Effective October 1, 2013, U.S. federal government operations are experiencing a lapse in appropriations due to the inability of Congress to pass a funding bill.  The shutdown is preventing employers from filing H-1B petitions for new employees, as well as from seeking extensions for existing H-1B workers.  Other immigration categories are affected, as well.  As a consequence, some foreign workers will be forced into a lapse of status that could impact not only current status, but also future efforts to obtain a green card. 

Shutdown Implications on H-1B Status

U.S. Citizenship & Immigration Services (USCIS) under the Department of Homeland Security is the agency that adjudicates H-1B petitions.  Because it is funded by fees, USCIS is not shutdown and could process H-1B cases. 

However, the Department of Labor (DOL) is shutdown, with employees furloughed and operations suspended.  The DOL is the agency that determines prevailing wages for H-1B cases.  Before filing an H-1B case, employers submit a prevailing wage request to the DOL online with a Labor Condition Application (LCA).  The DOL has ceased accepting LCAs as of October 1, and also ceased processing LCAs pending as of that date.  Without an LCA certified by the DOL, USCIS cannot process an H-1B. 

Though it is open, USCIS is refusing to accept any H-1Bs, returning entire packages with a notice directing to “resubmit your petition with a properly signed Labor Condition Application,” because the “form you submitted is missing the Department of Labor official’s signature.”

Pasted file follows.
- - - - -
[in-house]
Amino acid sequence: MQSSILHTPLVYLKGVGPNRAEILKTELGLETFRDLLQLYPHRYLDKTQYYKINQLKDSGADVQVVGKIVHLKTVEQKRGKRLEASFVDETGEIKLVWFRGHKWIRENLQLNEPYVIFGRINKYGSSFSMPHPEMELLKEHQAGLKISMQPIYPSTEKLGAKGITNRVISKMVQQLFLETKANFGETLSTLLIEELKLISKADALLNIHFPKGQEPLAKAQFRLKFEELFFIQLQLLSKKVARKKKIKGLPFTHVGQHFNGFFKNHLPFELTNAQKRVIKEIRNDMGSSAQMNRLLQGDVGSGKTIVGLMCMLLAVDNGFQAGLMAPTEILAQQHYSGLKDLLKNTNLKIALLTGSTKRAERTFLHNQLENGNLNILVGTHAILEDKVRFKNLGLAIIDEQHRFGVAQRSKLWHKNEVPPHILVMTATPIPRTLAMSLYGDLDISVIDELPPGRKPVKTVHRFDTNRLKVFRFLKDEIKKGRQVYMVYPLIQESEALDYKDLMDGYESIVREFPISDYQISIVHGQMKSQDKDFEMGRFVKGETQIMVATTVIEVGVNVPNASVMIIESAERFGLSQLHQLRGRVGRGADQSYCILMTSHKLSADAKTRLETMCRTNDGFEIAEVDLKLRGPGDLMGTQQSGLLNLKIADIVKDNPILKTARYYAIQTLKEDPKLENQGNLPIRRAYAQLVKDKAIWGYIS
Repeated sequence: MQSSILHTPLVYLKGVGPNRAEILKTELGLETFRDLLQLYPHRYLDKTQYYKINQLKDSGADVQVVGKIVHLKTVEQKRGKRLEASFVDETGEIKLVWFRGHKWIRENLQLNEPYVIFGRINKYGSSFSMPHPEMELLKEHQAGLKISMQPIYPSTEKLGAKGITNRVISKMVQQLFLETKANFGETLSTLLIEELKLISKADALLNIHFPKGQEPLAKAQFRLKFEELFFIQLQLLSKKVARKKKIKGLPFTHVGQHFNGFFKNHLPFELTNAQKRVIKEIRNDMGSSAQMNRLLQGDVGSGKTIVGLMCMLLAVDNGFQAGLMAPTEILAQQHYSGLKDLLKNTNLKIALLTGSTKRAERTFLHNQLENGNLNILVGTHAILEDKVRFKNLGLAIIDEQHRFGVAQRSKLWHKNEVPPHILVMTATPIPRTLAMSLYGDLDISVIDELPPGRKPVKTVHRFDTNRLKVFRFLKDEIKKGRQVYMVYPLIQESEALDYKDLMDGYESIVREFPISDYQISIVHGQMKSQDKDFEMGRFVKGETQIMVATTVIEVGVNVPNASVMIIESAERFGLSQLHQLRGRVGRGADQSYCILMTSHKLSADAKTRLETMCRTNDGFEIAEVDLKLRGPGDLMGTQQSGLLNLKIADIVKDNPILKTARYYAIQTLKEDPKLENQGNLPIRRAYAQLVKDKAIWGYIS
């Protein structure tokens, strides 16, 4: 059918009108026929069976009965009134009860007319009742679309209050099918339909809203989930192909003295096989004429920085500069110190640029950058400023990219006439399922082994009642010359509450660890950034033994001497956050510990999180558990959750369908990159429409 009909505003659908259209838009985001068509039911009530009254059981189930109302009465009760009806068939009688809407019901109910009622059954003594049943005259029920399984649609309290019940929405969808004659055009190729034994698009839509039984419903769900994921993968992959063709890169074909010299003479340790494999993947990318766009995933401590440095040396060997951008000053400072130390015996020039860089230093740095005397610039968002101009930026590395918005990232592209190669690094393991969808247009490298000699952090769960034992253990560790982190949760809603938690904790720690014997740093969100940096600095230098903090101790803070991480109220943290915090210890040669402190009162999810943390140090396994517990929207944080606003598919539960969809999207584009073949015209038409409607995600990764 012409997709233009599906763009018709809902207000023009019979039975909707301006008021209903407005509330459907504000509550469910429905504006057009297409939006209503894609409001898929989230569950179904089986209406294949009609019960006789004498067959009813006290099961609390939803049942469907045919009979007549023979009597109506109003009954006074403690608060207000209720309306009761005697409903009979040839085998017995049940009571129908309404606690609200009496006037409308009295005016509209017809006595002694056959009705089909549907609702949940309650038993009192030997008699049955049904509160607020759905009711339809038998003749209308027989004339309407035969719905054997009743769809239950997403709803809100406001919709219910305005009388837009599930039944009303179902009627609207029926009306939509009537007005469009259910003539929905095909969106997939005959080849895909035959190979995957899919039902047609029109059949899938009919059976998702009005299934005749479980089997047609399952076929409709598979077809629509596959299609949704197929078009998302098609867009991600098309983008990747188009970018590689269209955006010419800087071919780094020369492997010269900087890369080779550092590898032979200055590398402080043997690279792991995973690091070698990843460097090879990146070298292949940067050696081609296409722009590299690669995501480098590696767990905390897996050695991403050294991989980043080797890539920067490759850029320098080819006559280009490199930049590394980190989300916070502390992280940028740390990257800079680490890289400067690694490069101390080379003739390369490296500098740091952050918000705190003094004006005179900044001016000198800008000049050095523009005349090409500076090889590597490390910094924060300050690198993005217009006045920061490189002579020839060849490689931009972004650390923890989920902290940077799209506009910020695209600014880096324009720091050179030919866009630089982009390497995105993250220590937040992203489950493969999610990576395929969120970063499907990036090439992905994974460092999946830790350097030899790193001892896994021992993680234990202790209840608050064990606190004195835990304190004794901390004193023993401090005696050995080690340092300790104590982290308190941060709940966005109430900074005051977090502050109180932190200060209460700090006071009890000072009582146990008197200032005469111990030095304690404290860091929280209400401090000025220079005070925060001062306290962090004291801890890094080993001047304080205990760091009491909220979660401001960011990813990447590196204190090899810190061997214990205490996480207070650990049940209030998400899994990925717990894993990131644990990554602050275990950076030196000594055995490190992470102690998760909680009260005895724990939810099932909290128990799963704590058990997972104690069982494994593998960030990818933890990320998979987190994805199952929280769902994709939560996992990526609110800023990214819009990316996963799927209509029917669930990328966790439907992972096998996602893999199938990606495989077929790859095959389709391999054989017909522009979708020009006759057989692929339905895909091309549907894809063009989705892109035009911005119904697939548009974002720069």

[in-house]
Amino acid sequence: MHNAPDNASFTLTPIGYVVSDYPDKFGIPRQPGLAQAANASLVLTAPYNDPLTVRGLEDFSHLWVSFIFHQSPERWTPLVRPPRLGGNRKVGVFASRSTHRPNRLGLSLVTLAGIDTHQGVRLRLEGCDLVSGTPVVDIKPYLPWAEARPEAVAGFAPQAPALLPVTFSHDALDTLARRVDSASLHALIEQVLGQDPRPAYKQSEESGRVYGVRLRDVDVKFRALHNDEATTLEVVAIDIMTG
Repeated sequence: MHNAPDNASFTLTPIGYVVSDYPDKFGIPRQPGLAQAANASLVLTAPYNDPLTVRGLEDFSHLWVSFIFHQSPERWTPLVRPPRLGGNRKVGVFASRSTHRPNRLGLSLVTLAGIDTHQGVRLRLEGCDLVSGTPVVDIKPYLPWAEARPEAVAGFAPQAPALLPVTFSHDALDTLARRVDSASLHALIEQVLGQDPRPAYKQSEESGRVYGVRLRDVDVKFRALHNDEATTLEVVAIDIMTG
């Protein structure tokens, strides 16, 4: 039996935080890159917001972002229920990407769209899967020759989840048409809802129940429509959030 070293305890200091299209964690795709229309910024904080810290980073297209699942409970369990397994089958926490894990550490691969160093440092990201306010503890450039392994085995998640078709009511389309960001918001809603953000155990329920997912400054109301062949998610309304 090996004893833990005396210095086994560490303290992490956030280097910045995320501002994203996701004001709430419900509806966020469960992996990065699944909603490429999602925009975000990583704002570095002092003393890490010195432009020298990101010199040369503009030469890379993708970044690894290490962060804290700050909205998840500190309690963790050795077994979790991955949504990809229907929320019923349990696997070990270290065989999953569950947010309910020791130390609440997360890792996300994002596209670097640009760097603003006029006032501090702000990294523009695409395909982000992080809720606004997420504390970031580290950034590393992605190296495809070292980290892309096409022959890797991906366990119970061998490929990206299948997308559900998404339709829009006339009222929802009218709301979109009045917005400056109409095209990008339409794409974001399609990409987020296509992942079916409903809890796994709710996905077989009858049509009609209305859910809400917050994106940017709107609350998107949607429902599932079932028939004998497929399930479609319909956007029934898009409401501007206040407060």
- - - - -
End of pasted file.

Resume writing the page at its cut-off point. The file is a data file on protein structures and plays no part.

The DOL takes seven days to process LCAs.  To have avoided stalled H-1B petitions, an employer must have submitted an LCA to the DOL online by September 24, so that the LCA could have been certified and contain the requisite “Department of Labor official’s signature” by September 30, while the DOL still was functioning. 

As an alternative to the online LCA processing, the DOL could accept paper-filed LCAs.  However, mail and courier packages sent to the DOL after October 1 have been undelivered because all the workers are furloughed, and there is no one to receive any deliveries.  FedEx notices for attempted delivery say “Business closed.”

This aspect of the shutdown will prevent employers from hiring H-1B workers who otherwise would be able to transfer from existing employers.  It also will force current employees with valid status to appear to fall out of status if their H-1B expires after October 1 and an extension is not currently pending with USCIS.

USCIS could agree to accept H-1B petitions without signed LCAs, as it has done in the past, and also could accept pro forma, unfiled LCAs.  By simply accepting the petition and issuing a receipt notice, USCIS would give sufficient evidence that the H-1B worker could lawfully remain in the U.S. and continue working pending LCA certification and pending final H-1B adjudication.  Without such discretion, USCIS will force a worker to lose status and ultimately will make more work for itself when adjudicating subsequent petitions.  

Shutdown Implications on E-3 Status

E-3 status is similar to H-1B status, but is based on a treaty between the U.S. and Australia and only is available to Australian citizens.  E-3 status also requires an LCA.  As with H-1Bs, USCIS will not accept E-3 petitions with LCAs the DOL did not certify before the shutdown.